The other day at Jackson Street Roadhouse in St. Paul, my 19-month-old daughter hopped aboard a Great Northern Railway first-class coach from 1893. Her eyes moved slowly from floor to ceiling, surveying the ornate woodwork, the plush seating, the ceiling-mounted oil lamps. After a few seconds, she blurted her assessment: “Wooooow.”

Set in an old maintenance facility for the railway, Jackson Street Roundhouse is a small museum filled with intrigues for kids and gearheads alike. After the first-class coach, my daughter ran through three more passenger cars before settling in with some model trains. My husband got his own “wow” checking out a 20-cylinder engine from the 1960s, dubbed the “Hustle Muscle.” I flipped through a collection of vintage train posters. Then we all hopped aboard a bright orange caboose for a 10-minute cruise through the railyard.

Like a lot of families, the three of us are devoted members of the Minnesota Children’s Museum, where we spent the better part of last winter petting dinosaurs and army-crawling through child-size ant tunnels. With the arrival of spring, we finally hoped to explore a wider array of kid-friendly museums and cultural options, especially small museums and lesser known gems.

For train-crazed families, another great option is the Twin City Model Train Museum. Founded in 1934, the volunteer-run St. Paul venue features an elaborate setup “representing what the Twin Cities railroad system looked like in the 1950s and 1960s,” board member Bob Niederkorn said. Think train depots, historic mills, even rail bridges over the Mississippi River.

“We’ve worked from photographs and actual blueprints to re-create most of the structures,” he said. An electronic sound system fills the air with whistles, bells and revving diesel engines.

The only problem: The delicate model trains are strictly hands-off. Niederkorn said most kids can channel their energies into pulling levers and flipping interactive switches. For younger kids, an array of Thomas the Tank Engine trains is provided.

Kids can crawl all over a 1949 Ward LaFrance firetruck at the Firefighters Hall and Museum, an under-the-radar museum on a residential street in northeast Minneapolis. The 10-year-old museum features five historic firetrucks including a 1919 American LaFrance with a wooden, tractor-drawn aerial. A 1988 International firetruck takes families for short rides through the neighborhood on Saturdays (April 1 through Oct. 1, weather permitting).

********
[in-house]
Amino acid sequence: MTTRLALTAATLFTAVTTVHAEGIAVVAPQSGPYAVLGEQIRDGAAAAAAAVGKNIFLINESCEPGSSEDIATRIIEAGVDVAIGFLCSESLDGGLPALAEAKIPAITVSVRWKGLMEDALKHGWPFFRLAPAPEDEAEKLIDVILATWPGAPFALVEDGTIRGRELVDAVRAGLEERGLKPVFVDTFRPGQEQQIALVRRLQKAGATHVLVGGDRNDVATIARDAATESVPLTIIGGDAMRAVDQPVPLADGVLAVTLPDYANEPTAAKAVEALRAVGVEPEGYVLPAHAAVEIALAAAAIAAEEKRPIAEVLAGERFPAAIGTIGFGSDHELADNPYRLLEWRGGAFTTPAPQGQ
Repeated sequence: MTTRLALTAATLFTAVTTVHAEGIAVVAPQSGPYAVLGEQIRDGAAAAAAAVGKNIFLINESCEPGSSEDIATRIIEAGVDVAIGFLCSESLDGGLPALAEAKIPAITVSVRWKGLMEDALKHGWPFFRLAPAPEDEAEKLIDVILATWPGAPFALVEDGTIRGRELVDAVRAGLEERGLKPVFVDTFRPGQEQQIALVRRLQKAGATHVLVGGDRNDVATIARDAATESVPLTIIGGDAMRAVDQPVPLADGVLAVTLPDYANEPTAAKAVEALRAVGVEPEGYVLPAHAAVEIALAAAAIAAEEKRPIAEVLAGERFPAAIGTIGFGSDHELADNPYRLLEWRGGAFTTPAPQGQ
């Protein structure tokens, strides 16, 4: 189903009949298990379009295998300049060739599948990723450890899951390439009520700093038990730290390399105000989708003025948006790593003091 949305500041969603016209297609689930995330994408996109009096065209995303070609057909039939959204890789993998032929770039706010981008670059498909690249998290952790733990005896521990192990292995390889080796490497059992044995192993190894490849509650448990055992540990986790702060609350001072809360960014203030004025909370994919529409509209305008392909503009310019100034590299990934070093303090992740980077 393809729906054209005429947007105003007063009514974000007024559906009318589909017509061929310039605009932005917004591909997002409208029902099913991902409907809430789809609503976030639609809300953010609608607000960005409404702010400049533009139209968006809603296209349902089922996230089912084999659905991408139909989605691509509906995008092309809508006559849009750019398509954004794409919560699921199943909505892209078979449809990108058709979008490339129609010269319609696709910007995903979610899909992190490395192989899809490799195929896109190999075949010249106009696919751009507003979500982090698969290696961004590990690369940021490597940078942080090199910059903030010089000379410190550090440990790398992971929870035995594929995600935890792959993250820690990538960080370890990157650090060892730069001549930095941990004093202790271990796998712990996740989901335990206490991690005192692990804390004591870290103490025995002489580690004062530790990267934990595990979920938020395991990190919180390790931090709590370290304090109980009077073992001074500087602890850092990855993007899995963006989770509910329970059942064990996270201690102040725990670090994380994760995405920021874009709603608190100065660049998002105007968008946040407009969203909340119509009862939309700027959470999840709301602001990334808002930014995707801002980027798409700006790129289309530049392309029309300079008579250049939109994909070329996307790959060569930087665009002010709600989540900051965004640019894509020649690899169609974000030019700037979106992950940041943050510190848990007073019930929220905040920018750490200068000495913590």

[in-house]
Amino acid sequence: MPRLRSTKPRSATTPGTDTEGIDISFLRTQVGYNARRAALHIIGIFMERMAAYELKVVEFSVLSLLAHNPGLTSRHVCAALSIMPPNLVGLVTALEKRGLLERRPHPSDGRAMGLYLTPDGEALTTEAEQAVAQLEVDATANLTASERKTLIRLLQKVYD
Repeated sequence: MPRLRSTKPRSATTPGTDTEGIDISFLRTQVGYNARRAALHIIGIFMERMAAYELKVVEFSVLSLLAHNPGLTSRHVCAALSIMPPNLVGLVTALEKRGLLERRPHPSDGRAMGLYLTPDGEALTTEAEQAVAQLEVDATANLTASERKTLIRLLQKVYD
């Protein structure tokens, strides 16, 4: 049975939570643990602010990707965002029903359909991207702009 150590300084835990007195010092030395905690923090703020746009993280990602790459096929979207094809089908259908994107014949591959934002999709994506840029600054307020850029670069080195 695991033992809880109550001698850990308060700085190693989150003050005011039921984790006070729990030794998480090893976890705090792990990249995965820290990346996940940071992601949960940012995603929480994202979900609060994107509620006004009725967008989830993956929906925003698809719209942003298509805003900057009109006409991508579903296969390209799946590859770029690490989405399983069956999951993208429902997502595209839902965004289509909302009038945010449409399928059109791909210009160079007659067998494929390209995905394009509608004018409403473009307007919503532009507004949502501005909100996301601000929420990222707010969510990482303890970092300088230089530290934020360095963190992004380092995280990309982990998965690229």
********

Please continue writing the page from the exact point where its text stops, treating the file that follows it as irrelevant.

“But we’re not just a firetruck museum,” trustee Joseph Waters said. Other attractions include a 1929 smoke injector, an old railroad handcar and an exhibit on the Interstate 35W bridge collapse in Minneapolis.

With summer coming, farm museums should top any family’s to-see list. Located next to the University of Minnesota’s St. Paul campus, Gibbs Farm and Museum was established on an 1850s farmstead. Jane Gibbs was one of Ramsey County’s first homesteaders. She befriended many Dakota people, learning to speak their language and even earning the Dakota name Little Bird That Was Caught.

Her American Indian friends visited every fall, camping on her property for up to three weeks before heading north to harvest wild rice. Site manager Terry Swanson said as many as 100 teepees once covered the Gibbs property on a single night.

Gibbs Farm is unusual in that it reflects the cultures of the Dakota and white settlers. Attractions include two farmhouses, two barns, five gardens (including a Dakota medicinal herb garden) and three teepees. But the biggest crowd-pleaser is the assortment of farm animals. This summer, look for chickens, ducks, geese, a cow, a pony, a pig, a goat, a pregnant mama sheep and, sooner or later, her lambs.

If you like the Science or Bakken museums, also try the Works, a hands-on engineering museum in Bloomington. Here, a 5-year-old might enjoy working with giant foam blocks while an older sibling makes a machine using zippers, gears and other parts. (Toddlers and their families should try pre-K Mondays.) Also look for an enormous marble run and a ramp where kids can race hand-built cars.

“We have a design lab on our second floor,” marketing manager Sarah Curtis said. “This is where kids and families can work on a series on engineering problems at their own pace.”

The lab is outfitted with circuits, fans, buzzers, lights, wind turbines and wooden planks, just to name a few raw materials. The second floor also features a maze where kids can experiment with finding, tricking and controlling motion sensors.